What is a derivative?

We explain what derivatives are and how they work.

Trading derivatives
(Image credit: Getty Images)

What is a derivative and how do they work? Despite derivatives (such as stock options) being a core part of the global financial system, with more than $600trn outstanding around the world, few people outside of the world of finance know what these instruments are and how they’re used. 

Here we look at these tools and explore how you can use them in your portfolio

A derivative is a financial instrument 

A derivative is the collective term used for a wide variety of financial instruments whose price derives from or depends on the performance of other underlying investments. Bonds are a good example, so are equities, commodities or currencies. That’s where the name comes from - the product derives its value from an underlying asset.

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Derivatives are essentially a contract between two parties and can be used for hedging, speculation, or arbitrage. Examples of derivatives are futures, options and swaps. For instance, an option is a derivative because its value changes with the performance of an underlying stock.

Futures contracts are agreements to buy or sell an underlying asset at a future date and at a predetermined price. Options contracts give the holder the right, but not the obligation, to buy or sell an underlying asset at a future date and at a predetermined price. Swaps are agreements between two parties to exchange cash flows based on different financial instruments. Forwards are similar to futures contracts but are customized to meet the specific needs of the parties involved.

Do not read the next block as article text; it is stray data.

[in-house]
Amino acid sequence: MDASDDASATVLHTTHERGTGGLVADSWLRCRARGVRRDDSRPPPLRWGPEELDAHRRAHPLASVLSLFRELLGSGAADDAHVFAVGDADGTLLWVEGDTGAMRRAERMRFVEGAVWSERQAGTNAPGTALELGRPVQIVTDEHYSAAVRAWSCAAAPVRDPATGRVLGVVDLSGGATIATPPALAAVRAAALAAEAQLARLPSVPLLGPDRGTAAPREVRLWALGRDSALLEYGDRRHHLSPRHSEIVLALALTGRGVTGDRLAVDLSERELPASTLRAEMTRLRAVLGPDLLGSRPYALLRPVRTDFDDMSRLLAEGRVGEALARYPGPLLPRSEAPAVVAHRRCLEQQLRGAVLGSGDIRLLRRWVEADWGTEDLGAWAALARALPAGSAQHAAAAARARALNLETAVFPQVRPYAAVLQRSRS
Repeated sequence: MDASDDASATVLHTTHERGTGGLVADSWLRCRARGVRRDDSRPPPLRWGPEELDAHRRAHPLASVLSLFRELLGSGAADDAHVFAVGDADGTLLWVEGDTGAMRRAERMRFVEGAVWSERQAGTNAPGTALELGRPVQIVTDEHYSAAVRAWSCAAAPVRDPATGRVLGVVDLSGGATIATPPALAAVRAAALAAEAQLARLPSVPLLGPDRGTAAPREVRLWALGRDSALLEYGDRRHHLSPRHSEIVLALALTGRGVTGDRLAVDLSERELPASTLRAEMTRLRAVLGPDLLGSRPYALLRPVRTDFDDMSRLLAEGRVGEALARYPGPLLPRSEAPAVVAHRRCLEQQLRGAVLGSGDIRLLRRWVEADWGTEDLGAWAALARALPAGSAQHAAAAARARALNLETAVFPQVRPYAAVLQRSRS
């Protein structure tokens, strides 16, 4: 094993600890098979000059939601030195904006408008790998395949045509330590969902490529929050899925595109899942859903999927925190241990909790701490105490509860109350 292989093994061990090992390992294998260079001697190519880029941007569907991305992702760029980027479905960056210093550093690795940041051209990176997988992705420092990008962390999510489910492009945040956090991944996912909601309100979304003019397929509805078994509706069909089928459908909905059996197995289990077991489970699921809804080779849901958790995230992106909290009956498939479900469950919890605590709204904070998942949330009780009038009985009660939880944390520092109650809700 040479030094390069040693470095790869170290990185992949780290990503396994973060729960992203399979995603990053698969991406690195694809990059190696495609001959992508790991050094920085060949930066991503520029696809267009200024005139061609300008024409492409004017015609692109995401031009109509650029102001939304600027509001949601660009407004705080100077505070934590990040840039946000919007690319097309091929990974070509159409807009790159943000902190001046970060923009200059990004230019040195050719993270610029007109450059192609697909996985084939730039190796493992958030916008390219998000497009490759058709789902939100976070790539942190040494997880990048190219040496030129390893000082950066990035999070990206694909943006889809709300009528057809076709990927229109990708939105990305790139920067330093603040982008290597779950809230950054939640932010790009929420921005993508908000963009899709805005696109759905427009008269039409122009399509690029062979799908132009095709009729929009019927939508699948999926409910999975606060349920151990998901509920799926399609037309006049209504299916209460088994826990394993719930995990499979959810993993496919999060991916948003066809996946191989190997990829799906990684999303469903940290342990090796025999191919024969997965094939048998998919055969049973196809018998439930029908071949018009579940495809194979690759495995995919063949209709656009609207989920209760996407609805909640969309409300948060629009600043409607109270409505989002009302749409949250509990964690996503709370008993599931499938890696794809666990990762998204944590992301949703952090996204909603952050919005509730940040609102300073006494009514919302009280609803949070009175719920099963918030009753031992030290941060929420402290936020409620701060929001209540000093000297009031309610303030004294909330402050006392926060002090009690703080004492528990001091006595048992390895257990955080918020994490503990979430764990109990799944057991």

Derivatives are essentially a bet on which way the price of an underlying investment will go, which means that you can make money on them whether the market goes up or down. As such, they can be used either to gamble on the movement of the price of an asset, but more often than not, they’re used to reduce the risk of ('hedge') an investment in the underlying security.

How derivatives are used 

Derivatives are often used for hedging, which is a strategy used to offset the risk of adverse price movements in an asset. For example, a farmer may use a futures contract to sell their crops at a predetermined price, thereby protecting themselves from the risk of a price decline. Similarly, an investor may use a put option to hedge against a decline in the value of their portfolio if the stock market declines. 

In both of these cases, the risk is offset. The farmer and the investor aren’t really taking on any extra risk in their portfolio as if the value of the derivative declines, it will be offset by gains on the investment portfolio or value of the crop. 

That’s why most derivatives are fairly safe. Both parties know risks are offset and limited. The only profit that can be made in this case on the part of the party selling the derivatives are commissions. 

These financial instruments can become much riskier when used for speculation. Speculators use derivatives to try to profit from price movements in the underlying asset without owning the corresponding underlying asset. That means if the value of the derivative falls, there’s nothing to offset the decline and the investor must put up extra collateral. If they can’t both sides will end up losing money. That’s just what happened in 2009. Banks and investors gambling on derivative prices couldn’t pay when losses started rolling in and they had to be bailed out by governments.

Jacob Wolinsky

Jacob is the founder and CEO of ValueWalk. What started as a hobby 10 years ago turned into a well-known financial media empire focusing in particular on simplifying the opaque world of the hedge fund world. Before doing ValueWalk full time, Jacob worked as an equity analyst specializing in mid and small-cap stocks. Jacob also worked in business development for hedge funds. He lives with his wife and five children in New Jersey. Full Disclosure: Jacob only invests in broad-based ETFs and mutual funds to avoid any conflict of interest.